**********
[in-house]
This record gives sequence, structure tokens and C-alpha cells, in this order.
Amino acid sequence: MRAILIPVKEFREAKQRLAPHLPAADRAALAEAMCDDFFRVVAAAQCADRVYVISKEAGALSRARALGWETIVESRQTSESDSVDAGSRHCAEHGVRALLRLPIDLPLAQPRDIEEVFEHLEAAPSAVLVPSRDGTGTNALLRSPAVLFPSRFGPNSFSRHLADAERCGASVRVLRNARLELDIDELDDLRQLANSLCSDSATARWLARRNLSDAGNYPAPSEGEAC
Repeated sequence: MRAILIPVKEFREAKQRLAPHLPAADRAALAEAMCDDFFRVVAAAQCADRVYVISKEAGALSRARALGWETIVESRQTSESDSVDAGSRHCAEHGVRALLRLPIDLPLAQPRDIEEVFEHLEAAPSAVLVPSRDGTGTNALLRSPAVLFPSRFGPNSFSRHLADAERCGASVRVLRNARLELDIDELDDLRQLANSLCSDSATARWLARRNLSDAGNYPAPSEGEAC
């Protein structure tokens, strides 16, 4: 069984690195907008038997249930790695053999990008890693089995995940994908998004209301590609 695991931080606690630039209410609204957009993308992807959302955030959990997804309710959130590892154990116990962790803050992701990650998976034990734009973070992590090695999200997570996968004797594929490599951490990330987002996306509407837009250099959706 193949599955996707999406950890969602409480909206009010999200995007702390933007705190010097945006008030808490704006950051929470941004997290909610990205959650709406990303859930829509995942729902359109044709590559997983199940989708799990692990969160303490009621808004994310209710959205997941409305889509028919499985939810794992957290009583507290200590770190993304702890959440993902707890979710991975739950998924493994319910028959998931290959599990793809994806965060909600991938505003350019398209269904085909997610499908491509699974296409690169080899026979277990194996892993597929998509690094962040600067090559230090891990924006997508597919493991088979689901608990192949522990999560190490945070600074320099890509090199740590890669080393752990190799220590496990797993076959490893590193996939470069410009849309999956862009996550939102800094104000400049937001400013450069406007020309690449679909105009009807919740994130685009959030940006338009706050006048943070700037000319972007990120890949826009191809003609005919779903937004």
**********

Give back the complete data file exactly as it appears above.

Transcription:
[in-house]
This record gives sequence, structure tokens and C-alpha cells, in this order.
Amino acid sequence: MRAILIPVKEFREAKQRLAPHLPAADRAALAEAMCDDFFRVVAAAQCADRVYVISKEAGALSRARALGWETIVESRQTSESDSVDAGSRHCAEHGVRALLRLPIDLPLAQPRDIEEVFEHLEAAPSAVLVPSRDGTGTNALLRSPAVLFPSRFGPNSFSRHLADAERCGASVRVLRNARLELDIDELDDLRQLANSLCSDSATARWLARRNLSDAGNYPAPSEGEAC
Repeated sequence: MRAILIPVKEFREAKQRLAPHLPAADRAALAEAMCDDFFRVVAAAQCADRVYVISKEAGALSRARALGWETIVESRQTSESDSVDAGSRHCAEHGVRALLRLPIDLPLAQPRDIEEVFEHLEAAPSAVLVPSRDGTGTNALLRSPAVLFPSRFGPNSFSRHLADAERCGASVRVLRNARLELDIDELDDLRQLANSLCSDSATARWLARRNLSDAGNYPAPSEGEAC
């Protein structure tokens, strides 16, 4: 069984690195907008038997249930790695053999990008890693089995995940994908998004209301590609 695991931080606690630039209410609204957009993308992807959302955030959990997804309710959130590892154990116990962790803050992701990650998976034990734009973070992590090695999200997570996968004797594929490599951490990330987002996306509407837009250099959706 193949599955996707999406950890969602409480909206009010999200995007702390933007705190010097945006008030808490704006950051929470941004997290909610990205959650709406990303859930829509995942729902359109044709590559997983199940989708799990692990969160303490009621808004994310209710959205997941409305889509028919499985939810794992957290009583507290200590770190993304702890959440993902707890979710991975739950998924493994319910028959998931290959599990793809994806965060909600991938505003350019398209269904085909997610499908491509699974296409690169080899026979277990194996892993597929998509690094962040600067090559230090891990924006997508597919493991088979689901608990192949522990999560190490945070600074320099890509090199740590890669080393752990190799220590496990797993076959490893590193996939470069410009849309999956862009996550939102800094104000400049937001400013450069406007020309690449679909105009009807919740994130685009959030940006338009706050006048943070700037000319972007990120890949826009191809003609005919779903937004």